"In the event that any such member should terminate judicial service prior to his entitlement to retirement benefits under any of the provisions of this chapter, HE SHALL UPON REQUEST THEREFOR BE REPAID FROM THE JUDICIAL RETIREMENT FUND AN AMOUNT EQUAL TO THE AMOUNT OF HIS EMPLOYEE'S CONTRIBUTIONS TO THE WASHINGTON PUBLIC EMPLOYEES' RETIREMENT SYSTEM and interest plus interest thereon from the date of the transfer of such moneys.

(Italics ours.) RCW 2.10.220(1). This provision conspicuously omits any reference to refunding such employee's salary contributions while he or she served as a judge. In this context (where the legislature was focusing on the precise issue), it seems clear that the legislature's omission of a provision to refund judicial salary contributions in RCW 2.10 indicates a legislative desire to deny a refund of those contributions to judges who terminate office prior to reaching eligibility for retirement. 2


2 Respondent also argues that the reason the legislature omitted a provision denying refunds of salary contributions is because of the federal income tax notion of "constructive receipt." Judges might constructively receive their salary contributions if they had a right to a refund of those contributions, but if they had no right their salary contributions would not be constructively received, and an explicit legislative provision denying a refund of salary contributions would in no way affect the doctrine of constructive receipt.


In support of respondent's argument construing the statute, it also cites a number of cases for the proposition that a refund of salary contributions should be denied in the absence of a legislative provision permitting such a refund. DERBY v. POLICE PENSION & RELIEF BD., 159 Colo. 468, 412 P.2d 897 (1966); JUD v. SAN ANTONIO, 313 S.W.2d 903 (Tex. Civ. App. 1958); GRACE v. LOS ANGELES, 249 Cal. App. 2d 577, 58 Cal. Rptr. 388 (1967).

Horowitz attempts to distinguish respondent's cases on a number of grounds. First he states that none of the statutes in respondent's cases contain a provision establishing the salary of the employee. This only repeats his statutory construction argument. Furthermore, although none of respondent's cases involved statutes that set a salary, one did involve a local ordinance that did set salaries. DERBY, SUPRA.

[2] Horowitz also distinguishes respondent's cases by claiming that while those cases were subject to contract theory, his employment may not be interpreted by reference to contract theory. His salary contributions were compulsory and he protested their deduction from the outset. We are bound, however, by BAKENHUS v. SEATTLE, 48 Wn.2d 695, 698, 296 P.2d 536 (1956), which holds that statutory provisions defining the terms of public employ also define a contractual relationship. Having accepted the post of superior court judge, he subscribed to a contract defined by those statutory provisions. Since, as our discussion SUPRA concludes, RCW 2.10 was not intended to provide a refund of his contributions in the event of termination prior to vesting of eligibility, there need be no more consideration for that provision than acceptance of the job. At any rate, Horowitz received in return for his contributions both service credit, SEE BELL v. MIDLAND NAT'L LIFE INS. CO., 78 S.D. 349, 358, 102 N.W.2d 322, 327 (1960), and the State's assurance of the system's solvency:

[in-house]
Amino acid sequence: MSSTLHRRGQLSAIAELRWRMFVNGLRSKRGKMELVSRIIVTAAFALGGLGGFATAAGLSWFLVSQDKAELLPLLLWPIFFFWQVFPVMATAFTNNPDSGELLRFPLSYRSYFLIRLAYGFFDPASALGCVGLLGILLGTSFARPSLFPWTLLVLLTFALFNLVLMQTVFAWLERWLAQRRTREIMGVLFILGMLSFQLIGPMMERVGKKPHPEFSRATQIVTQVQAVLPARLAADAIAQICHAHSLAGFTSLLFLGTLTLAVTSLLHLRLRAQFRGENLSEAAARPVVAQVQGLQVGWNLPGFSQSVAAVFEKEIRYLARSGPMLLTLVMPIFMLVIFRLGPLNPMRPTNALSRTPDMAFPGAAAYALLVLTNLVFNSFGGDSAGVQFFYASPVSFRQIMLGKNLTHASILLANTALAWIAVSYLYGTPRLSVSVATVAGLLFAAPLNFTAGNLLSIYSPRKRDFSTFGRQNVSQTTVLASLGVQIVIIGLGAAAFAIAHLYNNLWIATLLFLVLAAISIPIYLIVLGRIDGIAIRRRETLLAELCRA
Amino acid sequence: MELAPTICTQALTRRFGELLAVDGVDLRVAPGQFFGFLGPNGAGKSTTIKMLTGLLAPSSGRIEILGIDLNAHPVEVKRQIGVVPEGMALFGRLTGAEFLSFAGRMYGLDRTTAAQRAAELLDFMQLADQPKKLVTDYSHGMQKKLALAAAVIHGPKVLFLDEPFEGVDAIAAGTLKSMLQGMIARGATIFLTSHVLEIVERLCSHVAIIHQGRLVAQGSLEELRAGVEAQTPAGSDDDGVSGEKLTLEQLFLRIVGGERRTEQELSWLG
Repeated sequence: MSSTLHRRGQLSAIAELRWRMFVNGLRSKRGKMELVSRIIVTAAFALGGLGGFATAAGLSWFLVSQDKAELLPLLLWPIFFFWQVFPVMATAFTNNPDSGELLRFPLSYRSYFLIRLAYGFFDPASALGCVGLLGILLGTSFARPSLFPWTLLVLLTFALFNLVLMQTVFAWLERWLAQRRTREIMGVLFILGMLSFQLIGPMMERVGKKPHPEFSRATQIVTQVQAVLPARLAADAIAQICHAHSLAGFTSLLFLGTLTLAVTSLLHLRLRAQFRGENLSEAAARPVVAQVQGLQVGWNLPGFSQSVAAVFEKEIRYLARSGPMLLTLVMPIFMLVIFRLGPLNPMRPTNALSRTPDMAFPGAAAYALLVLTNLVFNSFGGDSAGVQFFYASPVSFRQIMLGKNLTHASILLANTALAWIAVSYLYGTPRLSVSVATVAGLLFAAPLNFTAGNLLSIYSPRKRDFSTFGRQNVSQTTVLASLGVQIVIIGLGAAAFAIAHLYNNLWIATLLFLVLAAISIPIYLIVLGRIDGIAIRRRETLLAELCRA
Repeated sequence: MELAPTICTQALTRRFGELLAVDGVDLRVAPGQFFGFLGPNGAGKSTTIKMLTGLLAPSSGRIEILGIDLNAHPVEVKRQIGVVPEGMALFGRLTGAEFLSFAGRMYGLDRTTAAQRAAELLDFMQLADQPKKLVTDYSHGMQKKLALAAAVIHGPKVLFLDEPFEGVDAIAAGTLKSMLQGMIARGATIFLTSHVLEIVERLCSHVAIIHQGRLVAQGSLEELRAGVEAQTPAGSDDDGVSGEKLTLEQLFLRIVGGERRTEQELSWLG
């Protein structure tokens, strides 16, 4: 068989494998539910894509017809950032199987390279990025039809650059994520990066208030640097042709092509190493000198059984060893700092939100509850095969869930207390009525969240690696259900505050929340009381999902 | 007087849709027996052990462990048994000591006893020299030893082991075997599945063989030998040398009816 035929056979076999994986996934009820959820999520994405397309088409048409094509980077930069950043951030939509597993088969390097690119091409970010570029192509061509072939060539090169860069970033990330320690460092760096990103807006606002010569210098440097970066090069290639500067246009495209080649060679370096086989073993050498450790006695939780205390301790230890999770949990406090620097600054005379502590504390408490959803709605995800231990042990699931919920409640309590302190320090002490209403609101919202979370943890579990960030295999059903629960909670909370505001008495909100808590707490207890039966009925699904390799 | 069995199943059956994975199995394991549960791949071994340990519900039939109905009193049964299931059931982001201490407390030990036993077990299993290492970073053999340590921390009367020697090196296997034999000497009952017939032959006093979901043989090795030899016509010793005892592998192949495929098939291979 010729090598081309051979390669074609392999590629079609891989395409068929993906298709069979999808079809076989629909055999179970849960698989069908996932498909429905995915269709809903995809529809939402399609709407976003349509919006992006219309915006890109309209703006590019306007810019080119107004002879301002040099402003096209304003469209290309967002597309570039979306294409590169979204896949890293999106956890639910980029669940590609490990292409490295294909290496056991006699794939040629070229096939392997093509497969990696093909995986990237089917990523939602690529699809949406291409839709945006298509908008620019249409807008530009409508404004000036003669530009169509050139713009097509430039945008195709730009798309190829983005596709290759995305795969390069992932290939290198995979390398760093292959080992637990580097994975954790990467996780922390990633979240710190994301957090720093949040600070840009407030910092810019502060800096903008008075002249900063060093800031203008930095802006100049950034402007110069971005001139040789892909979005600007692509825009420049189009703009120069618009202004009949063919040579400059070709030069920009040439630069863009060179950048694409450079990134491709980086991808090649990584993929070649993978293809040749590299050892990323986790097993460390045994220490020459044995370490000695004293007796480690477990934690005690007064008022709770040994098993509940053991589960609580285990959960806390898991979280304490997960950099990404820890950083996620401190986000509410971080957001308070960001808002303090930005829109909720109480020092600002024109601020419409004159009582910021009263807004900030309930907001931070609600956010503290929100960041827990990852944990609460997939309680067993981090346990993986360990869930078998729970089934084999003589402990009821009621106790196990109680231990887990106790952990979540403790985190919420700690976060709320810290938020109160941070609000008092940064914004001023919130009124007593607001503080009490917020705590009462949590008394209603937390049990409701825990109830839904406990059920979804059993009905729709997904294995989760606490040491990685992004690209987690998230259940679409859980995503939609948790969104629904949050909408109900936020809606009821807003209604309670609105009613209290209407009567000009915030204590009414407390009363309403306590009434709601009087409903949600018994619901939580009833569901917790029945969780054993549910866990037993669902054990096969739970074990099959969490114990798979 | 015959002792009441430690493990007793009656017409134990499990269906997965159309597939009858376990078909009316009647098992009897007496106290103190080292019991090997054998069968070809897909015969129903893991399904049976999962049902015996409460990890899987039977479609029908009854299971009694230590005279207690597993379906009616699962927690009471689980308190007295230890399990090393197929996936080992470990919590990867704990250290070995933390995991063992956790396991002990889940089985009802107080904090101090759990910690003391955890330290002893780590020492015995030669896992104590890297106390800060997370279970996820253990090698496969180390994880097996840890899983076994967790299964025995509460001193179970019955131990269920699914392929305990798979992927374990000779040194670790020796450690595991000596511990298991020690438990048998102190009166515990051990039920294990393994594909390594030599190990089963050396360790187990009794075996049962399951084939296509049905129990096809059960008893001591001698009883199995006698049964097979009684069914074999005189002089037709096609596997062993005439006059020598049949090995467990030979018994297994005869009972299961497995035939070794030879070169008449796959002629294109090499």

"     The State shall in addition guarantee the solvency of said fund and the legislature shall make biennial appropriations from the general fund of amounts sufficient to guarantee the making of retirement payments as herein provided for if the money in the judicial retirement fund shall become insufficient for that purpose . . .

RCW 2.10.090(3). Although he may not be satisfied with the terms of his statutory contract, it nonetheless remains a contract. 3


3 While Horowitz urges us to discard contract theory in dealing with his employment, he offers no substitute theory in its place. The Illinois and Indiana courts have held that where salary contributions are compulsory by statute, they are not contracted for and thus employees have no vested right in pension benefits until they are received. They are properly considered mere gratuities. SEE KRAUS v. BOARD OF TRUSTEES, 72 Ill. App. 3d 833, 390 N.E.2d 1281 (1979); GREENWOOD v. SMITH, 172 Ind. App. 552, 361 N.E.2d 168 (1977). This theory is not urged upon the court, and our own case law in this area indicates a different approach. SEE BAKENHUS v. SEATTLE, 48 Wn.2d 695, 296 P.2d 536 (1956). But Horowitz does not seek to raise the more fundamental question of the State's power to define the terms of the contract as we have construed them here. In oral argument, counsel for Horowitz conceded that if the legislature had explicitly denied a refund of judges' salary contributions such denial would be constitutional. We thus reserve for another day a decision as to the constitutionally permissible scope of state defined employee contracts. SEE GENERALLY Reich, THE NEW PROPERTY, 73 Yale L.J. 733 (1964); Rehon, THE PENSION EXPECTATION AS CONSTITUTIONAL PROPERTY, 8 Hastings Const. L.Q. 153 (1980).


We hold that appellant's statutory contract defined by RCW 2.10 neither provides nor intends a refund of salary contributions upon termination prior to eligibility for retirement benefits. Horowitz is bound by the terms of that contract and may not be refunded his salary contributions.

CONCURRING JUDGES: Brachtenbach, C.J., Stafford, Dolliver, Hicks, Williams, Dore, and Dimmick, JJ., and Cunningham, J. Pro Tem., concur.

POST-OPINION INFORMATION: